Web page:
Paul is a novelist, screenwriter and television personality....we only feature the best at the Archive.
Paul is a 35 year veteran of the Los Angeles Police Department, Paul Bishop’s career has included a three-year tour with his department's Anti-Terrorist Division and over twenty-five years’ experience in the investigation of sex crimes. His Special Assaults Units regularly produced the highest number of detective initiated arrests and highest crime clearance rates in the city. Twice honored as Detective of the Year, Paul also received the Quality and Productivity Commission Award from the City of Los Angeles.
As a nationally recognized interrogator, Paul starred as the lead interrogator and driving force behind the ABC reality show Take The Money and Run from producer Jerry Bruckheimer. Based on his expertise in deception detection, he currently conducts interrogation seminars for law enforcement, military, and human resource organizations.
Paul has published fourteen novels, including four in his L.A.P.D. Detective Fey Croaker series, and one collection of short stories which includes a novelette featuring Croaker. He has also written numerous scripts for episodic television and feature films. He is the co-creator and editor of the Fight Card series of hardboiled boxing novels, which includes over forty titles, published under the pseudonym Jack Tunney. Paul’s own entries in the series are Fight Card: Felony Fists and Fight Card: Swamp Walloper, both featuring the two-fisted cop turned fighter, Patrick ‘Felony’ Flynn.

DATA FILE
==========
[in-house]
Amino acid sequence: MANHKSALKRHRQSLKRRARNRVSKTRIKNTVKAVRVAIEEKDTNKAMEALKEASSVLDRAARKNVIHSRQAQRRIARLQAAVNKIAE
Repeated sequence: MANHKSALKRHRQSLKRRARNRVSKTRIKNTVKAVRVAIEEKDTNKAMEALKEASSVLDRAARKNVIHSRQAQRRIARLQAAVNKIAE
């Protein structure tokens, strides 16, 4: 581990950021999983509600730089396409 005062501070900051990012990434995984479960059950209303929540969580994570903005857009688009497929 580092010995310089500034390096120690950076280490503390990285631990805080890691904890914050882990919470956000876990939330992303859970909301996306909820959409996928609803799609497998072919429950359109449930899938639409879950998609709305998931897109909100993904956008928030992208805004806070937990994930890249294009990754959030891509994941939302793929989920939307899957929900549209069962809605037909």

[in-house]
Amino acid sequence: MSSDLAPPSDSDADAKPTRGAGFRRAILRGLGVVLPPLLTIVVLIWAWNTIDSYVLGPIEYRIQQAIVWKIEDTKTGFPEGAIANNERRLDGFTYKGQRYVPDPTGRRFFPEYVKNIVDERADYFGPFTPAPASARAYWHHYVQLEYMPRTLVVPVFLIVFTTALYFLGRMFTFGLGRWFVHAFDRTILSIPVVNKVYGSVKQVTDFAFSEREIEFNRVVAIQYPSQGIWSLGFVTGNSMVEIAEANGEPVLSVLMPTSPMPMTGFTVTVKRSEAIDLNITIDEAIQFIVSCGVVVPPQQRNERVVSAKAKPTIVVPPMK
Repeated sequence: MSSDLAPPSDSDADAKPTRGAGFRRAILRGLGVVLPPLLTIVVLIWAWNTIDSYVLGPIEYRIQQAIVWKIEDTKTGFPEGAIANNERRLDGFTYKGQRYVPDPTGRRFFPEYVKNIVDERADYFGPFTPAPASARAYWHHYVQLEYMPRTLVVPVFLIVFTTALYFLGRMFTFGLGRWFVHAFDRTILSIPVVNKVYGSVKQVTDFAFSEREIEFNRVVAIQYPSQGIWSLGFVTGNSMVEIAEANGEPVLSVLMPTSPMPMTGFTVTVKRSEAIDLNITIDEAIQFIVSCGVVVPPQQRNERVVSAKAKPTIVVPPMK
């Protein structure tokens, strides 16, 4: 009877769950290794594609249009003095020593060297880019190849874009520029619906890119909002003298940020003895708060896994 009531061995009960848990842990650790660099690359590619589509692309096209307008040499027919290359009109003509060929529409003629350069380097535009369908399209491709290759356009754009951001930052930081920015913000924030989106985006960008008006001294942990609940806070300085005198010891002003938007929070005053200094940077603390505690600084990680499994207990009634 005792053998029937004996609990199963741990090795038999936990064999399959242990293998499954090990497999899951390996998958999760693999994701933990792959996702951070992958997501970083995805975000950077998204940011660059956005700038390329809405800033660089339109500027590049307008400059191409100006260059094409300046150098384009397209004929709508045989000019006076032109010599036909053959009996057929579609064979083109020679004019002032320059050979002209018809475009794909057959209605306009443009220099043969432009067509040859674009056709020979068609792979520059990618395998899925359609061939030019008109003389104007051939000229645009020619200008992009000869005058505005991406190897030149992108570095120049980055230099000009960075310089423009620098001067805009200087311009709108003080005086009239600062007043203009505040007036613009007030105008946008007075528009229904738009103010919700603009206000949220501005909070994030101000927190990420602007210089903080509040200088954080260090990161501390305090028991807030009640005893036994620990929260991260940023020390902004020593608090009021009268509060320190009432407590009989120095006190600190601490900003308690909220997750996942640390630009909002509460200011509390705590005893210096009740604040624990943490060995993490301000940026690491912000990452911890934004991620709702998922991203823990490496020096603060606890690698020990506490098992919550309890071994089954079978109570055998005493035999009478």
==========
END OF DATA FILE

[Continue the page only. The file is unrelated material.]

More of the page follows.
You can find Paul HERE
My Kindle is completely overstocked, but that doesn’t mean I stop grabbing new books whenever something strikes my fancy. I’m a bit of an attention deficit fiend, so I always have three or four books going at the same time—two or three on my Kindle and at least one physical paperback to sniff and fondle—I mean to have and hold.
Currently on my Kindle, I’m halfway through the second book in the Charlotte Holmes series, The Last of August by Brittany Cavallaro. Jamie Watson and Charlotte Holmes—young adult descendants of their famous forbearers—are in a chase across Europe to untangle a web of shocking truths about the Holmes and Moriarty families. Like the first book in the series, it’s good fun and Cavallaro gets the voices and the Holmesian rhythms right. A cut above the normal pastiche efforts.
I’m a bit bogged down in The Fair Fight by Anna Freeman, a highly praised novel of female Victorian pugilists. The first few chapters kept my interest and raced along, but I’m now five chapters in and waiting for something more to happen. If it doesn’t pick up steam quickly, I’m out before the ten count.
True Fiction by my friend Lee Goldberg has kept me chuckling as the electronic pages zip past—think Three Days of the Condor lite in a mashup with a Hitchcockian innocent-man-on-the-run film. His character, writer Ian Ludlow (the name an in-joke referring to a pseudonym Goldberg once used) is constantly out of his depth, surviving by whims of fate more than skill or luck. Humor is a hard thing to pull off, but Goldberg is a master at this type of light touch.
Finally, I finished reading True Grit for the third time (in preparation for a presentation) and needed to jump into another western. I chose Forty Guns West from the William W. Johnstone fiction factory. This is a hunted-turns-hunter tale in The First Mountain Man series. If I had to guess, based on the writing, I’d say the super-secret identity behind the Johnstone byline on this effort is James Reasoner